We are glad that both, Ruff and Tumble spent their last months not in captivity but in the wild where they belonged. Dash is remains on her own in the reserve and we are hoping that she will cope without the support of her brothers in the wild.
Since their release in May, the Masters were observed 227 times.


Swakop and Mundi were released into the Okonjima Nature Reserve in May 2017 and since then were sighted 86 times. After their release they started to move off into opposite directions immediately. While Swakop headed straight towards the fence line, his sister moved into the western part of the reserve where she kept on moving constantly. Despite a single excursion into the central parts of the reserve, Swakop remained close to the fence. Mundi on the other hand explored unfamiliar cheetah territory and ended up on top of the Southern mountain range. Several attempt to lure her down again were unsuccessful and so, Mundi needed to be immobilized and was released close to her brother - hoping she would encourage him to leave the fence. Unfortunately, not everything always goes according to plan, even so Swakop and Mundi were united again, both cheetahs have now made themselves a home in the eastern corner of the reserve.
After spending the last couple of weeks in the same spot and to avoid unnecessary immobilization, Team AfriCat tried and lured Swakop and Mundi on a cool morning a couple of kilometers away from the fence into the reserve; close to a water-filled dam with lots of potential prey around. Even though both cheetahs had the occasional kill, their hunting success stagnated and both were highly dependent on food and water supply. Unfortunately, their move only remained temporary and the siblings were back in their familiar corner only a few days later.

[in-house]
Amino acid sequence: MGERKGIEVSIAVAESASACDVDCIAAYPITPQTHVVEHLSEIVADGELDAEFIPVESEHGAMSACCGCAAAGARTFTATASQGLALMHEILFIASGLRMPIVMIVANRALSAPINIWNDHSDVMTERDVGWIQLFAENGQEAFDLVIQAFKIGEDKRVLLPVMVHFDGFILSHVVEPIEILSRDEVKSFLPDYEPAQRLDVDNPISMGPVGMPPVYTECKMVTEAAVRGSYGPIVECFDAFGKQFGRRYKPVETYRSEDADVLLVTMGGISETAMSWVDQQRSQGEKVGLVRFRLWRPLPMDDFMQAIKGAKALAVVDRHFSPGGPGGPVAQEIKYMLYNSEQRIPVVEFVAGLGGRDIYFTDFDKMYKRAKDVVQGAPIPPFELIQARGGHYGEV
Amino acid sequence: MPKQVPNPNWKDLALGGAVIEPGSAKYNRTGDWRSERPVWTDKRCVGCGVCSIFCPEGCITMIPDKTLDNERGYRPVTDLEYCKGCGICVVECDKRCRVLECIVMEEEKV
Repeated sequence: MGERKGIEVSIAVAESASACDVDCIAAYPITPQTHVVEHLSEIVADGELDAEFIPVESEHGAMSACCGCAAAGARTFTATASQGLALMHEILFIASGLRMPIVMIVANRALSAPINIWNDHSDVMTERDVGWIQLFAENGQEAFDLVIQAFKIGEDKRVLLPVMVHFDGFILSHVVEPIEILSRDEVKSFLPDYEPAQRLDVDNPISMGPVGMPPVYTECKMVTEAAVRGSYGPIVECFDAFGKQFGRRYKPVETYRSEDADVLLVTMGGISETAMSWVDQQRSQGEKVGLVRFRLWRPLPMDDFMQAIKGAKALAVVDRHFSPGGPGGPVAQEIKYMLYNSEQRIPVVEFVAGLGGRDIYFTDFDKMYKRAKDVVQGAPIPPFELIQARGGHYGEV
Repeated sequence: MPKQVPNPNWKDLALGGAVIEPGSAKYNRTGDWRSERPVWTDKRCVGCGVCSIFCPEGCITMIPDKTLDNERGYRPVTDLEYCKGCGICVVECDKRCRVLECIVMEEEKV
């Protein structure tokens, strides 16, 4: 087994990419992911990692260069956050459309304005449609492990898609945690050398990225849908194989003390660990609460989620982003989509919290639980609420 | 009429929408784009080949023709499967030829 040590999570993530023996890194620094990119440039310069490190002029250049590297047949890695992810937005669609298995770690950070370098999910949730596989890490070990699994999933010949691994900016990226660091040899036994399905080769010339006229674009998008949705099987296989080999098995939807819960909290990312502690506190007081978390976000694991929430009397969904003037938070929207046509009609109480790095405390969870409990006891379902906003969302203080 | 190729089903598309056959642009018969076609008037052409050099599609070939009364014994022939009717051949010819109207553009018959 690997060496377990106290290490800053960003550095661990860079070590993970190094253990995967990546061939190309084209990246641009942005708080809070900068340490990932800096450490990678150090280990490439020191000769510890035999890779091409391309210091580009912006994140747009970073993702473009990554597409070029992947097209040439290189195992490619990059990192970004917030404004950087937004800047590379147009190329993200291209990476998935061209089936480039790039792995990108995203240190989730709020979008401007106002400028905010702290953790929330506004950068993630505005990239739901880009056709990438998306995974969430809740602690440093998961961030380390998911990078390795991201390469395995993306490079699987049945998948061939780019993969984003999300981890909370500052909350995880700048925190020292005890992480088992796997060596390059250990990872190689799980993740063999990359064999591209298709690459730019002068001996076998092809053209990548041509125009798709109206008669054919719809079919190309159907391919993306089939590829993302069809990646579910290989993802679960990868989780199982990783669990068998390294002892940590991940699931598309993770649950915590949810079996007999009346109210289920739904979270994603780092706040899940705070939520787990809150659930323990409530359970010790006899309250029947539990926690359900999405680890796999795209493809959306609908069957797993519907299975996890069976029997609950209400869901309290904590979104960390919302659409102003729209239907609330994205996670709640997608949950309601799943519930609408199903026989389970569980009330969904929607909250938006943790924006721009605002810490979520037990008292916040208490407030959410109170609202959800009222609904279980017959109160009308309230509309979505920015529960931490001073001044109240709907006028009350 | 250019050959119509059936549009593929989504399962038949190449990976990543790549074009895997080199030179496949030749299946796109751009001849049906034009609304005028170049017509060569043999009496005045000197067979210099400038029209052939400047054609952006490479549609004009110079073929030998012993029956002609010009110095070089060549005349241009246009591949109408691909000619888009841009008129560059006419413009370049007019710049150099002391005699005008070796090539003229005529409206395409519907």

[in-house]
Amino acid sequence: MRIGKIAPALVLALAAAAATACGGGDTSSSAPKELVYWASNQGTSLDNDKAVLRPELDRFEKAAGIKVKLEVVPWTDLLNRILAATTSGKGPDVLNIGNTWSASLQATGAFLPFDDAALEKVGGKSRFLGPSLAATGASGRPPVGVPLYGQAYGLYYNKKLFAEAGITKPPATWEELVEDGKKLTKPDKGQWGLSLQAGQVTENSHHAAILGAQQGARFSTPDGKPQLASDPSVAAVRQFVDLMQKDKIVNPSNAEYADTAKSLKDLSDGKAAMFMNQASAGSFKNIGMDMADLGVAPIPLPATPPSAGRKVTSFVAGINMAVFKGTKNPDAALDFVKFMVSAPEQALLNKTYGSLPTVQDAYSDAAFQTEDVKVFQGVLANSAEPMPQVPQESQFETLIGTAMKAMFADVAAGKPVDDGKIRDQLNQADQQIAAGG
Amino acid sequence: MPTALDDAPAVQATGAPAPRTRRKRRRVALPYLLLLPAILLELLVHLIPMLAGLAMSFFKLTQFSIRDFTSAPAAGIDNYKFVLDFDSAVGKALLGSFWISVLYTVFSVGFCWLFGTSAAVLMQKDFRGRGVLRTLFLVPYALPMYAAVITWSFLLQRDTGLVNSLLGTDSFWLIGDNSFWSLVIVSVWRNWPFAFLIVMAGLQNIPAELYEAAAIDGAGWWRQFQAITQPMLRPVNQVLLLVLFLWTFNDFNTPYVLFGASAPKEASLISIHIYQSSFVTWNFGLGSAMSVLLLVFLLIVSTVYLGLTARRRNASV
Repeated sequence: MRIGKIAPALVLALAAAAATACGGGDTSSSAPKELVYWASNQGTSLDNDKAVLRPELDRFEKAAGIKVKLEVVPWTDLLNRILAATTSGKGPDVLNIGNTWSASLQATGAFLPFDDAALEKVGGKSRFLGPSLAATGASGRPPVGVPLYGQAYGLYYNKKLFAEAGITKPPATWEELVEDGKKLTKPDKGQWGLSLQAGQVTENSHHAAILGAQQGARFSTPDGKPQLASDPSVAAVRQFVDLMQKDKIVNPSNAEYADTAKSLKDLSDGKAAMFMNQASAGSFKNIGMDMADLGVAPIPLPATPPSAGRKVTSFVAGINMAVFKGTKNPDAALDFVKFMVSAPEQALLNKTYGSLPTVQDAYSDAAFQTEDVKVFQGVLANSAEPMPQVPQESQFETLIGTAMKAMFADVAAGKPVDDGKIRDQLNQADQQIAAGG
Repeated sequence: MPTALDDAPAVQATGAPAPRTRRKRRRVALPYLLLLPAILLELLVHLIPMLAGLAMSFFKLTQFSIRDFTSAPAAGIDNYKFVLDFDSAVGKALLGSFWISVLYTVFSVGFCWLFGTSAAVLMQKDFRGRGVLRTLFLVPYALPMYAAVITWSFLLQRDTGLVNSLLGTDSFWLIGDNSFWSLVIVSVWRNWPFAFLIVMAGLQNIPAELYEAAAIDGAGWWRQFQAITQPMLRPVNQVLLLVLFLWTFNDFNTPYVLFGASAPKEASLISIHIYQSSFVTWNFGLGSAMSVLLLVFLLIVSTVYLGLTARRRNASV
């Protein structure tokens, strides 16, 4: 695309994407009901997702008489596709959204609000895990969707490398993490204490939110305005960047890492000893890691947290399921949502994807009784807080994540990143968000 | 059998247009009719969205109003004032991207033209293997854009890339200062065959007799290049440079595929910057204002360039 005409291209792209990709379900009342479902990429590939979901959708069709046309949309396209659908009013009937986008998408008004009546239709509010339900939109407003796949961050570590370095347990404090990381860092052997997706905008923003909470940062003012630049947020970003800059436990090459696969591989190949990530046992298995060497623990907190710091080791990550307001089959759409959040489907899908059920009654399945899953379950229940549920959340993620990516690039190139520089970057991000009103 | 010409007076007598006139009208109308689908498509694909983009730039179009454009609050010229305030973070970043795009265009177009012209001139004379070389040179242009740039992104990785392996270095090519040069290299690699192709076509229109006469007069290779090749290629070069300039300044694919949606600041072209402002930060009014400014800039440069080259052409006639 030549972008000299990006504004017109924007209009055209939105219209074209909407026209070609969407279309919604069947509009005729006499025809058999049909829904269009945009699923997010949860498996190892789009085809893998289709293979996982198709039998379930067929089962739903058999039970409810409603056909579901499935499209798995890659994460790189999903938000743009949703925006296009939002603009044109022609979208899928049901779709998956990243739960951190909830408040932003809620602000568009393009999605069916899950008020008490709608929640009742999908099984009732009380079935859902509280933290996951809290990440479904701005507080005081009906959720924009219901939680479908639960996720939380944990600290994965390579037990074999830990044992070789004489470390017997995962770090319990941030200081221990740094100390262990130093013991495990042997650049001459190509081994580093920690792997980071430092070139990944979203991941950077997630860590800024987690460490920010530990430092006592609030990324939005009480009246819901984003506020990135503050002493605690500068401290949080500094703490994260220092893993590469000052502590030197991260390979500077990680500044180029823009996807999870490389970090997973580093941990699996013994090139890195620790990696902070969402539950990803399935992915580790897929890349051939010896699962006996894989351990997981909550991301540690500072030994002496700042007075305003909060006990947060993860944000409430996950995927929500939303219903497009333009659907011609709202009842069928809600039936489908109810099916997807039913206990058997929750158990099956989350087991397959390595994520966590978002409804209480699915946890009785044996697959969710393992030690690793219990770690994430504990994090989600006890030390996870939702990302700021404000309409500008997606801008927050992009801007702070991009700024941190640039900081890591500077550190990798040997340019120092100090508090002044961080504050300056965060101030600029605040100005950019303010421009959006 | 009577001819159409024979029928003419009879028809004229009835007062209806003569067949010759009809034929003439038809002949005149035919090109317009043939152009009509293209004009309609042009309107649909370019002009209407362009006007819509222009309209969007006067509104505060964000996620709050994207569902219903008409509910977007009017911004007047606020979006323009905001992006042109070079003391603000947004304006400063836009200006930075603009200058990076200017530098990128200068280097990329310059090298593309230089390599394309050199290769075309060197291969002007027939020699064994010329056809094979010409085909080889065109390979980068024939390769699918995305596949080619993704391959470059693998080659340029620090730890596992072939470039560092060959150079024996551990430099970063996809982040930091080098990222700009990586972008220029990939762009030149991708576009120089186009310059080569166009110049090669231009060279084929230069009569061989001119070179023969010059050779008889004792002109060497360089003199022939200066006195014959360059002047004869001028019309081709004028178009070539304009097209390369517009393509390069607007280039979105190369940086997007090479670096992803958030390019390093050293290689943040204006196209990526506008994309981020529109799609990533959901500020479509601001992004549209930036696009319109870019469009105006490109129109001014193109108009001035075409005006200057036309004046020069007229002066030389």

Even though Swakop and Mundi had the best conditions for a successful rehabilitation process (young age, limited time in captivity and they never got too comfortable around people), our two desert cheetahs seemed to struggle to find their place in the wild.
Interestingly, many of AfriCat’s rehabilitated cheetahs ended up at exactly the same corner. Having spent the majority of their lives in captivity, the fence seems to be familiar and safe territory which might be a possible explanation why so many of the former captive cats sooner or later end up there. The question remains why some cheetahs start to roam immediately broad areas of the reserve, stay mobile and never remain for too long at the same place while others - once they hit the fenceline -become sedentary? Not only is game sparse, a fenceline also restricts the directions in which a cheetah can flee in case of an attack by a higher-order predator like leopard or hyena.
Finally in the beginning of November, Swakop and Mundi decided to leave the eastern fenceline and slowly started to move west into open plains. Out of the blue they started hunting and were frequently rewarded with a successful kill. During the last four weeks, Swakop and Mundi were more often observed on a kill than during the last seven months since their release. Until now, they haven’t returned to the fenceline and we are hoping that they will continue roaming through the reserve and hopefully become completely self-sustaining.

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hyena chart

hyaena 2017


In 2017, Pooh was sighted 40 times.
His range is extending over most of Okonjima’s 200 km2.
In November, Pooh was immobilized. He is still in excellent condition and weighed in at exactly 80.0 kilogrammes.

Paddington is not fitted with a VHF-collar and thus, was only spotted twice during the year of 2017.